Nevertheless, I'm excited, and this time, I'm finally ready to say goodbye to a country that's meant so much to me for most of my adult life. For after all's been said and done, there are no regrets. If we hadn't moved here last year, if we hadn't at least tried, I would always have had New Zealand on a pedestal in my head. I would have always wanted to come 'home'. I would have kept on resisting and sometimes even resenting being in Germany, without giving it a proper chance.

And now I can finally close this chapter of my life and leave it behind me. I can finally focus on Germany and on making it my home, simply because we have no other choice. I have to buckle down and learn the language. I have to try harder to fit in. To make friends. My children and my husband are German citizens, and that is where they belong, that is the country they will grow up to know as home, and so I will learn to make it my home too. At the end of the day, I'd rather be in a country that accepts my children without prejudice, than one that doesn't. And sometimes it's as simple as that.

My memories of New Zealand and all my years spent here will always be there, and they will be mine to love and cherish. We have gotten to know some wonderful new friends over the past year, and rekindled friendships with old ones, who we will always hold dear in our hearts. We've spent some amazing moments at the beaches and at the local playgrounds. We've eaten plenty of wonderful food and drank plenty of delicious wine. I've completed my WSET Level-3 course. I went to work full-time again, albeit briefly, and was offered another editor's position, which has renewed my confidence in my ability to still have a career in publishing, even though I had to turn it down. Liam went to a proper daycare for the first time and loved it. My boys have had a happy year and have grown and thrived and been such troopers through each change in our circumstances. They won't remember this time, but I hope one day they'll be able to return on their own accord to a place that's meant so much to their father and I.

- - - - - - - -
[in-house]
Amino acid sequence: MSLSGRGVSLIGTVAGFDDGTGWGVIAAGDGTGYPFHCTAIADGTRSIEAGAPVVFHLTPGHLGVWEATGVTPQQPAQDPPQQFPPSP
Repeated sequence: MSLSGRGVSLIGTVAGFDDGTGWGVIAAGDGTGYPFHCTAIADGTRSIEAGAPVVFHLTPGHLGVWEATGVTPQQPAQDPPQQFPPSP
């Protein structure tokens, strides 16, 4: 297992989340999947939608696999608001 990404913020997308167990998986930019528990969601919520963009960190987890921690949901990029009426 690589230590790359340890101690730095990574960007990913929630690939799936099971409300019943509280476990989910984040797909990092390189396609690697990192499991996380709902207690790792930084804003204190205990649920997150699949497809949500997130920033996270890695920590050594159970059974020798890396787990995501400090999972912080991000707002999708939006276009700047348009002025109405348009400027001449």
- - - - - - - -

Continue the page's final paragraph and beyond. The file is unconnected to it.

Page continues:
I know there will be moments in the future when I will miss this place so much that it'll hurt deep in the darkest corners of my heart, the way you miss a loved one who's no longer in your life. It almost feels like I'm breaking-up with this country, this process of saying goodbye. And like every relationship that ends, sometimes you get back together for awhile, for the memories, for the hope that it hasn't truly ended. Sometimes it takes more than once to move on.

But I can let go now, because we tried, and dammit we tried. But in the end, my children's lives and their security and stability are more important than my own wants. Liam's healthcare is more important than my need to live by the water. Our ability to provide for our kids, to create memories, to travel, to live without being in fear of being in debt, or kicked out of a place we call home, is more important than the beauty and my memories of this place.

It's nearly time to say goodbye. But I'm okay now. I really am. Germany awaits, like a new lover, and I can't wait to see what the future holds.

We've had some wonderful times NZ, you and I. 


  1. Beautiful photos! Thank you for sharing your thoughts with us.

  2. Wonderful! I hope you find an awesome place to live in Germany!